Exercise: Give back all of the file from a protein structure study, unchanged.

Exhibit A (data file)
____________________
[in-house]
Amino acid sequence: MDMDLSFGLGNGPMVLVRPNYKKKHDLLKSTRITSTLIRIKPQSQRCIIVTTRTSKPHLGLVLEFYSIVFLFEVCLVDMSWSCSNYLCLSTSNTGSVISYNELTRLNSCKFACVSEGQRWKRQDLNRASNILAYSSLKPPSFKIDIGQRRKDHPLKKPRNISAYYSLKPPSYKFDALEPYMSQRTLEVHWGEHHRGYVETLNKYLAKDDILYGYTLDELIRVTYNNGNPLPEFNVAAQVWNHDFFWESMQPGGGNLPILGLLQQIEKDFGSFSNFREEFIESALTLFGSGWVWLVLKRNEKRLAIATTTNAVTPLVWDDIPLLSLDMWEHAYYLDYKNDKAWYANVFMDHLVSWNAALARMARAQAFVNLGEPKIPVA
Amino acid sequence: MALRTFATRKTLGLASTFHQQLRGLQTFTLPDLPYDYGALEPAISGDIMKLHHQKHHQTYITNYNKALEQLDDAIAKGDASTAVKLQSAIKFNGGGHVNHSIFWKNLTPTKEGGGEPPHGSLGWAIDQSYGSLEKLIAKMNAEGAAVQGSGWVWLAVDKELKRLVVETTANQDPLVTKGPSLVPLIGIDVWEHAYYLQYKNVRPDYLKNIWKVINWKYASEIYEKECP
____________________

[in-house]
Amino acid sequence: MDMDLSFGLGNGPMVLVRPNYKKKHDLLKSTRITSTLIRIKPQSQRCIIVTTRTSKPHLGLVLEFYSIVFLFEVCLVDMSWSCSNYLCLSTSNTGSVISYNELTRLNSCKFACVSEGQRWKRQDLNRASNILAYSSLKPPSFKIDIGQRRKDHPLKKPRNISAYYSLKPPSYKFDALEPYMSQRTLEVHWGEHHRGYVETLNKYLAKDDILYGYTLDELIRVTYNNGNPLPEFNVAAQVWNHDFFWESMQPGGGNLPILGLLQQIEKDFGSFSNFREEFIESALTLFGSGWVWLVLKRNEKRLAIATTTNAVTPLVWDDIPLLSLDMWEHAYYLDYKNDKAWYANVFMDHLVSWNAALARMARAQAFVNLGEPKIPVA
Amino acid sequence: MALRTFATRKTLGLASTFHQQLRGLQTFTLPDLPYDYGALEPAISGDIMKLHHQKHHQTYITNYNKALEQLDDAIAKGDASTAVKLQSAIKFNGGGHVNHSIFWKNLTPTKEGGGEPPHGSLGWAIDQSYGSLEKLIAKMNAEGAAVQGSGWVWLAVDKELKRLVVETTANQDPLVTKGPSLVPLIGIDVWEHAYYLQYKNVRPDYLKNIWKVINWKYASEIYEKECP